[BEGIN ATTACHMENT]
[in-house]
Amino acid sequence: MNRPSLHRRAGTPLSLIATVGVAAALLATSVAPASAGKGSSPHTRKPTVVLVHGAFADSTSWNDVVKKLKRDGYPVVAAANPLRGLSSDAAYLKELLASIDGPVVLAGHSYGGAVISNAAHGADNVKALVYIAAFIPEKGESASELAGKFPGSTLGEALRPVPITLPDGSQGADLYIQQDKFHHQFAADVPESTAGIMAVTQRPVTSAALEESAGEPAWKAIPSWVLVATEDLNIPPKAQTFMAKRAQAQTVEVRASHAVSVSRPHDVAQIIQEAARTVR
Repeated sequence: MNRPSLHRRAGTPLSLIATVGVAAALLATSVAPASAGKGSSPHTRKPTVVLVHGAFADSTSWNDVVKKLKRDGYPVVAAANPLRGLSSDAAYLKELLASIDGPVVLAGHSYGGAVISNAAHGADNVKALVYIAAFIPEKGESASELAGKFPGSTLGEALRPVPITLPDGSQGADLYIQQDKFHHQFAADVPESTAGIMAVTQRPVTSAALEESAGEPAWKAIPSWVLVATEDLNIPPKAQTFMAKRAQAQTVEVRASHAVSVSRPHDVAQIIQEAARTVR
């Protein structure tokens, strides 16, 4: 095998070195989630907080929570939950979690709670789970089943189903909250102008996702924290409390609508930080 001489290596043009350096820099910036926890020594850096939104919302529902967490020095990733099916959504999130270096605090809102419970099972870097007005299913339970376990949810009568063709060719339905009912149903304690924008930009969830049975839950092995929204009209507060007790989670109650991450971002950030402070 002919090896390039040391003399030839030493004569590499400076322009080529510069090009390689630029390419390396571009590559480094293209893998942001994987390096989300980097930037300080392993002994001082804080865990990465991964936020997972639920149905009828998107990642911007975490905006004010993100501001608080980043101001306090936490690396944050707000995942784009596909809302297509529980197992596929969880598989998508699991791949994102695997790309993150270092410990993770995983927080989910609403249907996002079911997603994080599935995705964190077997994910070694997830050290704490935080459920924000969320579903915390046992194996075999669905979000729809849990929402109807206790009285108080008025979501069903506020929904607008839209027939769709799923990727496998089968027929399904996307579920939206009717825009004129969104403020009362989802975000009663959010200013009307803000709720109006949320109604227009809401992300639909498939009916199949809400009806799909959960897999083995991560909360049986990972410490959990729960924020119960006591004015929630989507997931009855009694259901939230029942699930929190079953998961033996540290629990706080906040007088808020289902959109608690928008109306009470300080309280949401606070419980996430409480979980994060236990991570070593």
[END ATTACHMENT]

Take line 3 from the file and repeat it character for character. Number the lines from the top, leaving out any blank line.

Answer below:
Repeated sequence: MNRPSLHRRAGTPLSLIATVGVAAALLATSVAPASAGKGSSPHTRKPTVVLVHGAFADSTSWNDVVKKLKRDGYPVVAAANPLRGLSSDAAYLKELLASIDGPVVLAGHSYGGAVISNAAHGADNVKALVYIAAFIPEKGESASELAGKFPGSTLGEALRPVPITLPDGSQGADLYIQQDKFHHQFAADVPESTAGIMAVTQRPVTSAALEESAGEPAWKAIPSWVLVATEDLNIPPKAQTFMAKRAQAQTVEVRASHAVSVSRPHDVAQIIQEAARTVR